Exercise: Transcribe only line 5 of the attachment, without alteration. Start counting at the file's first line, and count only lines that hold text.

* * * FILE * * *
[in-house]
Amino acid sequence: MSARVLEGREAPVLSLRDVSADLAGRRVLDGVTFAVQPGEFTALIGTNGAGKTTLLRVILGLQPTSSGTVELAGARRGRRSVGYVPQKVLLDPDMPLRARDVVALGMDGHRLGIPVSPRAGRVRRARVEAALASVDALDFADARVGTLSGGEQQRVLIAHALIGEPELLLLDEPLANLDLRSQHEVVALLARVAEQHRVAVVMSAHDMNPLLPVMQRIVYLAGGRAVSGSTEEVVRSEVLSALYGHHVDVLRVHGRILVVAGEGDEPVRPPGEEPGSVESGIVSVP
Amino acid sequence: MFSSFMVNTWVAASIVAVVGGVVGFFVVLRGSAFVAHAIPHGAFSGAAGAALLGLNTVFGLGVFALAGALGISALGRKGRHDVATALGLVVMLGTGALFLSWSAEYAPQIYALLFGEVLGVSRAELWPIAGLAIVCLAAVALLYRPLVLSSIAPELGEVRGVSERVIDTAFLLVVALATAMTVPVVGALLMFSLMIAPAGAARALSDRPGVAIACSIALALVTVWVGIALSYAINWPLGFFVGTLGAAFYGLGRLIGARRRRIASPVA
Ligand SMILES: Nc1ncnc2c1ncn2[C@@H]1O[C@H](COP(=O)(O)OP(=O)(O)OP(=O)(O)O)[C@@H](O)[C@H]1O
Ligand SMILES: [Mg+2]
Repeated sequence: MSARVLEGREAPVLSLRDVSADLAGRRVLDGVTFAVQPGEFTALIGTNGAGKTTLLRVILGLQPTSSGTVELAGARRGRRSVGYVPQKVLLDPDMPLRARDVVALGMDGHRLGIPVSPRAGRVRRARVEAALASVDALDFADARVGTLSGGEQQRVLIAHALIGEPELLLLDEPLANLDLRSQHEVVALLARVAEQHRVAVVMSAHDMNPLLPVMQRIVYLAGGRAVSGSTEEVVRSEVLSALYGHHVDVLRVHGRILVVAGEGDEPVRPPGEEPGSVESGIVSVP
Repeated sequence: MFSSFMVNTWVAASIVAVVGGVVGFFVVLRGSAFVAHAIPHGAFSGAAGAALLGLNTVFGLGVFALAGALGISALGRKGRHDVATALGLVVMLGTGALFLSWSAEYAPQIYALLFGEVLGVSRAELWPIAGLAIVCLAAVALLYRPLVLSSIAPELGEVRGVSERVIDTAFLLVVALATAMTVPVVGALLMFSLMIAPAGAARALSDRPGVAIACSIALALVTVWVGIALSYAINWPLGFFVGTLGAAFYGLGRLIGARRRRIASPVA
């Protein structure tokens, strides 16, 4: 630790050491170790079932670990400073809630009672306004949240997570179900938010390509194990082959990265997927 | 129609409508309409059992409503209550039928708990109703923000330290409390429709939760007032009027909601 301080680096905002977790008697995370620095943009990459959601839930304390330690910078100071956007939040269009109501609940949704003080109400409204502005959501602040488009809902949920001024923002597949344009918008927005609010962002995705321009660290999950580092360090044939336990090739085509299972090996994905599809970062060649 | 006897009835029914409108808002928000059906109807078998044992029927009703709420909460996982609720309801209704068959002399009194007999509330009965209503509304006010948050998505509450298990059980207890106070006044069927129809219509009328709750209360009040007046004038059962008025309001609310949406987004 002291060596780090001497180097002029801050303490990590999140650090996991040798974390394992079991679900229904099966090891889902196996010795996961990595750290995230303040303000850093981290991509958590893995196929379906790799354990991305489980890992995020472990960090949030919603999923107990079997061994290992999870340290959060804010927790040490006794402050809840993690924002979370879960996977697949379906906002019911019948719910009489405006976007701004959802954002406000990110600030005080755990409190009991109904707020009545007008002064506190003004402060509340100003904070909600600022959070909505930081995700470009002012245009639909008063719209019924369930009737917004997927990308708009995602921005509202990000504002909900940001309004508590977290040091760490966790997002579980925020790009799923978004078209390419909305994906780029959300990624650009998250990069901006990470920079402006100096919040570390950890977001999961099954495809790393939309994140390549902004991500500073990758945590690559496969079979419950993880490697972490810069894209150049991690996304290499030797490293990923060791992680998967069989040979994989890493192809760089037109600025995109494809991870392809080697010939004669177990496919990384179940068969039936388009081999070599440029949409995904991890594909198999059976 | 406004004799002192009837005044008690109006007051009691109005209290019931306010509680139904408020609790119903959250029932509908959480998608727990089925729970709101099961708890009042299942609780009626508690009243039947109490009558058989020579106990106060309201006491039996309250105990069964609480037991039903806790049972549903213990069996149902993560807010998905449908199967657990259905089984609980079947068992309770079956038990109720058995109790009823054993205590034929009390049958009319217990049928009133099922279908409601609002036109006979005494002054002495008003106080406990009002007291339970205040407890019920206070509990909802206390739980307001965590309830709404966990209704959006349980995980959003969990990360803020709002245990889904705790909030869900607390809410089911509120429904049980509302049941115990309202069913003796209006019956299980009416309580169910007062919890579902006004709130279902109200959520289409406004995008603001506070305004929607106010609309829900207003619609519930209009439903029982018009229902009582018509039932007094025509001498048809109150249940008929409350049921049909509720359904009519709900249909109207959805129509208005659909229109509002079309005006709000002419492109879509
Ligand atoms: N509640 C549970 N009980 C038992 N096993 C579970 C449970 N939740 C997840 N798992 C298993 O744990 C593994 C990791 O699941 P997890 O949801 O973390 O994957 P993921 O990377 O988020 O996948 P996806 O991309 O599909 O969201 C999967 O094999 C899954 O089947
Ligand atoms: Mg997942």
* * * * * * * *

Ligand SMILES: [Mg+2]